Which is perfectly valid. In some sense, that's what yesterday's post was all about - because ebooks are not a commodity, you can set the price based on your needs, and then find the right customer. And I'm not saying that these two groups aren't thinking of the consumer - of course they are. Sometimes obsessively. But it feels to me like the reasons given for these prices - high or low - are focused on defense, as if the customer is some outside thing that has to be dealt with.
And that's where I feel the reasoning behind the third and fourth groups is a little different. They are more focused on what the consumer expects. They aren't trying to affect or manipulate customer behavior with pricing. They are just looking to see what the consumer is paying in their genre, and placing themselves in that ballpark. That is, they are letting the customer be, and adjusting to suit.
There is a lot of wiggle room in this pricing model, but when I look at the two groups I'm about to talk about, I notice that their prices tend to fall right into the price range Amazon prefers: $2.99 to $9.99. That is no coincidence. Amazon did its research on price. This range also happens to be where mass market paperbacks and used books fall.
Which is how I am going to label the two remaining philosophies.
3.) eBooks are the New Mass Market Paperback, or Magazine.
Hardbacks are generally perceived as having some intrinsic value - that is, they are valuable not only for the words they contain but as a physical object. Mass market paperbacks and magazines and digests, on the other hand, are considered to be a cheap vessel that holds the precious story.
So psychologically speaking, the price of a paperback or magazine is what the story itself is worth on its own. This is what the audience expects - although, since they know that there is some cost to produce and distribute a paper book, they may expect an ebook to be a touch lower. So a $7.99 paperback might be priced at 6.99 or 5.99.
This is actually where a lot of the big publishers are at right now. And it's well accepted by the audience, it appears.
4.) eBooks are the New Used Books.
Not everybody buys new books, though. As a matter of fact, I daresay every paper copy that doesn't get land-filled probably has several readers. The used book market is huge. Same with book swapping and libraries. Many who buy books new, only buy them with the idea of trading or selling them. And this audience doesn't consider the price of a new paperback to be the price of a story. It's the price of a vessel that can be recycled.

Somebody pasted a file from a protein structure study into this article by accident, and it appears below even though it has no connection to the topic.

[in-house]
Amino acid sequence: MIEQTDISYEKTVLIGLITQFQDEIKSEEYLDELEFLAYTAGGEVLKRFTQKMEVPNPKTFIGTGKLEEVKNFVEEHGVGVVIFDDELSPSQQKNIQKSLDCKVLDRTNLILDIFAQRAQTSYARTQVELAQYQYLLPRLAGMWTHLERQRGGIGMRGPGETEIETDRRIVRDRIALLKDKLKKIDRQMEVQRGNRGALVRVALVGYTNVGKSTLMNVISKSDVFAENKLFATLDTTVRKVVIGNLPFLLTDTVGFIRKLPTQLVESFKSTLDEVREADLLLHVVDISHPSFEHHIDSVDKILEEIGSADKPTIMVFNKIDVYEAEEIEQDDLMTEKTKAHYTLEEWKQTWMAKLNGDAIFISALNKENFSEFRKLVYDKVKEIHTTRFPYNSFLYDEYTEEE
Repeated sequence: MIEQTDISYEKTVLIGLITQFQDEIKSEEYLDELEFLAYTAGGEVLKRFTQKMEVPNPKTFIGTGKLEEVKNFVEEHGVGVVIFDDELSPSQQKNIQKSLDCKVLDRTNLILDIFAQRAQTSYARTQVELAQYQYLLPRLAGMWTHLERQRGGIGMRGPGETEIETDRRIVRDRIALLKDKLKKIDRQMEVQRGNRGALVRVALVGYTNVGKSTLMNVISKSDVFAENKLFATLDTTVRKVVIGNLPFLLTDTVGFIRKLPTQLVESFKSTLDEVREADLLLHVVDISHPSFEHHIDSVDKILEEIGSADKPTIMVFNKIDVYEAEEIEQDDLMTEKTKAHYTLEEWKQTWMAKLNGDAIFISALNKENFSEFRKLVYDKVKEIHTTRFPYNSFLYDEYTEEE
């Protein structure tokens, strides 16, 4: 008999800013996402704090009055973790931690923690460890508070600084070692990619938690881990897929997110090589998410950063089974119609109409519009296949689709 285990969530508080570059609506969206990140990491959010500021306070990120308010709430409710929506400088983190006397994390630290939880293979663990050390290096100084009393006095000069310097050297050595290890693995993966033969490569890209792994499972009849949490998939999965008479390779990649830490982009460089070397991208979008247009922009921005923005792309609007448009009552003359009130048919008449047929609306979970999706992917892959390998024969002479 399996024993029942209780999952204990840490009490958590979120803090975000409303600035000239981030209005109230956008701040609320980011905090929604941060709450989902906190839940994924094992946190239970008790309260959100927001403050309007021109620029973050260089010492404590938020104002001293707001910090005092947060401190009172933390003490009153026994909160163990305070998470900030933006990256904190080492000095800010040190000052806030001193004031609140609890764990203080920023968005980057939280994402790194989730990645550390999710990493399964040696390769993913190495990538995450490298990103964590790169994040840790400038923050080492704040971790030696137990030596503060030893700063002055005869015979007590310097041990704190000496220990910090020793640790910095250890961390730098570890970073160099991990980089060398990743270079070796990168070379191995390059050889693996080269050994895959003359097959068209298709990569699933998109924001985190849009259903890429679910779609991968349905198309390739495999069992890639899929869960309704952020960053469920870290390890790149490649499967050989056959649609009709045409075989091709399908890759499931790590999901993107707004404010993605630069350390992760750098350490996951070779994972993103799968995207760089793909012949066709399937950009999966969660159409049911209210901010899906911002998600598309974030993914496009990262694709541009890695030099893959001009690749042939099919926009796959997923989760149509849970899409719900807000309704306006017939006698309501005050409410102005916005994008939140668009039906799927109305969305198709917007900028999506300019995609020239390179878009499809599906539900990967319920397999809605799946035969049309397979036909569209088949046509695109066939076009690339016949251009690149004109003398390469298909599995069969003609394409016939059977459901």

This audience sees the price of a good read at something closer to $2-5. A little higher for prized items and rarities, and they can certainly get books for cheaper, but that requires a hunt. But they do enjoy that hunt.
There are two reasons why I think this is the model to watch.
One is because this is a HUGE audience. They are high volume readers and they do experiment with interesting titles. They don't just stick to what Walmart sticks under their noses. This audience is coming, and they do want your 99 cent magnum opus. (But they're willing to pay more for a treasure. And they're willing to hunt for a treasure.)
The other reason is because I think market forces do have some effect. Not a full impact, but I do think that the cost of the old system - printing and distribution - did push up prices beyond their natural level. With ebooks, the upward pressure will be gone (or less) and so the prices will settle a bit. How much? I have no idea, but some.
Now, regarding the 99 cent short story:
I started this series partly because Dean Wesley Smith commented that he didn't understand my resistance to the 99 cent short story. To understand that, you had to know how I feel about all the rest.
I understand that there is an established audience among early Kindle adopters who like short fiction and are used to paying up to $1.99 for a story. I know very well that neither Amazon nor Smashwords allows a price lower than .99, so you can't price a story at a more reasonable .29 or .49, as Fictionwise has.
I understand that a good short story writer can make pretty good money off the niche audience for the 99 cent short story market. Just as Penguin can make money off a 14.99 e-novel.
But to me, and I think the majority audience out there, a buck is a heck of a lot to pay for something you normally get 20 for 6.99 in a paperback or a magazine.
Now, here's the thing: Dean pointed out that people don't like to be forced to buy a whole album when they could buy individual song tracks. But, IMHO, 99 cents might be fine for a one track out of 15 on a $12 CD. But it's too much for a single story out of an anthology.
As long as the vendors insist on 99 cents, we need to compensate by bundling a couple of stories together. Not a lot of stories. Figure the base price for a 60k novel, depending on which philosophy of pricing you go by, and divide it up from there. To me 99 cents needs at least 10,000 words, maybe less if it's an author I already know and like.
That's just imho, but I'm in the "eBooks Are The New Used Books" group.
In the meantime, my cough has let up to the point where I might be able to get some writing done. I may be posting a progress report later tonight. Certainly tomorrow.
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